It is also an old game. 4LS stopped updating and patching it in 2015 and had disbanded entirely by 2018; before they wrapped it up, the devs formally renounced the idea of a Katawa Shoujo 2. The subreddit may be active, people may still be rediscovering it, but it isn’t the kind of thing that still puts people in seats.

And so we come to this thread. In all honesty, I was expecting Our Stories to fill up quite nicely, especially given how broad I was planning to set my criteria. I was not, however, expecting it to grow until it displaced the other content I included because otherwise it would’ve broken the post character limit. The response, abled and disabled, old fan and newcomer, has been overwhelming, as has the level of trust and openness so many posters have displayed by sharing some very personal stories.

I called it Our Stories because even when talking about disability, our stories are usually drowned out by other voices with wider impact; when we remain, it’s usually as a dissenting voice listed in one paragraph of the article or a couple quotes (usually taken out of context) to support somebody else’s conclusion. There are abled people whose posts were included there, but that was by design; partly because a lot of disabled people either haven’t realized they’re disabled or don’t want to admit it to a potentially hostile world, but partially because the whole point of a civil rights movement is getting the majority to treat us as equals – and cutting them out of the conversation is a great way to keep us separate and alien. I would say “I’ve taken great pains to make sure every abled voice included wasn’t also excluding a disabled voice”, but except for one time when the thread was melting down anyway, that really hasn’t been a problem. The abled posters who offered insight into these issues and how they look from their end have mostly been both receptive to what we say and straightforward in expressing what they think. That’s vital: we can’t have parity without people both knowing enough to treat us appropriately and being confident enough in their knowledge that they don’t pussyfoot around issues and let them fester. It hasn’t been perfect, at all, but I never expected it to be. And as for our disabled posters? You guys have been extremely brave and extremely well spoken, sharing stories I doubt many people would’ve even considered with such vividness I know a few people in this thread actually realized they were disabled because of it, and facilitating this kind of self-discovery is the sort of thing many activists can only dream of.

I’ve also been surprised (with, again, one exception during Shizune’s route) how both open and confident the thread has been in debate. I’ve only needed to step in a few times, in a subject where the debates ruin relationships. Disability activism can be a vicious, self-destructive world sometimes; there’s so much at stake, there’s so much against us, so many of us have fallen victim to aspects of internalized ableism in ways subtle or overt, and we have so many different needs that we tend to dissolve into infighting. But for the most part this thread has balanced general respect and a determination to stand your ground without holding too many grudges. We need that kind of approach to actually change things. I think that, in spite of my best efforts, some people HAVE felt the need to leave the thread, or decided not to out of discomfort or general lack of spoons. I also know several people said they doubted their contributions were worthwhile, and I bet there were readers who decided against posting for that reason. And while I understand why you said that, I do have something to say: that’s the ableism talking. It doesn’t matter if your story’s similar to one someone else is told, it doesn’t matter how much or how little it’s affected your life, it doesn’t matter if you think other people have it worse than you (and that one’s a particularly insidiously misleading idea); your experiences with disability, to use a cliché, are valid by the fact that you experienced your disability. Some of the hardest-hitting posts in this thread came from people who said just that. Either way, even if this thread wasn’t enough, I hope one day you can find somewhere you feel safe enough to share, if you haven’t already. I wish that could’ve been this thread, but… The thread is over, and I think it’s time for us to look forward.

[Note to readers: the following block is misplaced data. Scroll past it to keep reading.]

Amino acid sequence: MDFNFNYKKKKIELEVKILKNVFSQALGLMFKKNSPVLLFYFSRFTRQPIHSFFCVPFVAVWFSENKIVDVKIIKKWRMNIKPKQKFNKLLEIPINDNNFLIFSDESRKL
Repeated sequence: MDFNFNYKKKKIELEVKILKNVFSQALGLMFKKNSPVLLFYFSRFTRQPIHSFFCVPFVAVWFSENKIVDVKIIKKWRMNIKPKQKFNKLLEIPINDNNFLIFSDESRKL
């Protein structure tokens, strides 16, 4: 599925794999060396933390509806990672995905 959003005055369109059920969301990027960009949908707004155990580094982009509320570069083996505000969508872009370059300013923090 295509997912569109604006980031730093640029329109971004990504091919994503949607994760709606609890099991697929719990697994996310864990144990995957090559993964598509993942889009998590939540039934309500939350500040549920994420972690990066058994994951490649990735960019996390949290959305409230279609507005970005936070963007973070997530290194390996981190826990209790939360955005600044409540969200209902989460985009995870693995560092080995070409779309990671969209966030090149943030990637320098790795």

Well, the thread is almost over. I’ll be leaving it up for a week after this post to give people a chance to react, comment, and wrap things up on their end. If you need more time than that to get your thoughts in order, PM me or leave it in the thread and I’ll do so. At the end of that time, I’ll send the thread along to Baldurk for entry into the LPArchive. I’ll include some final instructions in a post after this, but I do want to add that everyone reading this is now invited to participate in the discord I set up for us. The invitation goes for you whatever you identify as, or whether you’re reading this post in the thread or the archive. I encourage everyone to swing by and keep our relationships growing.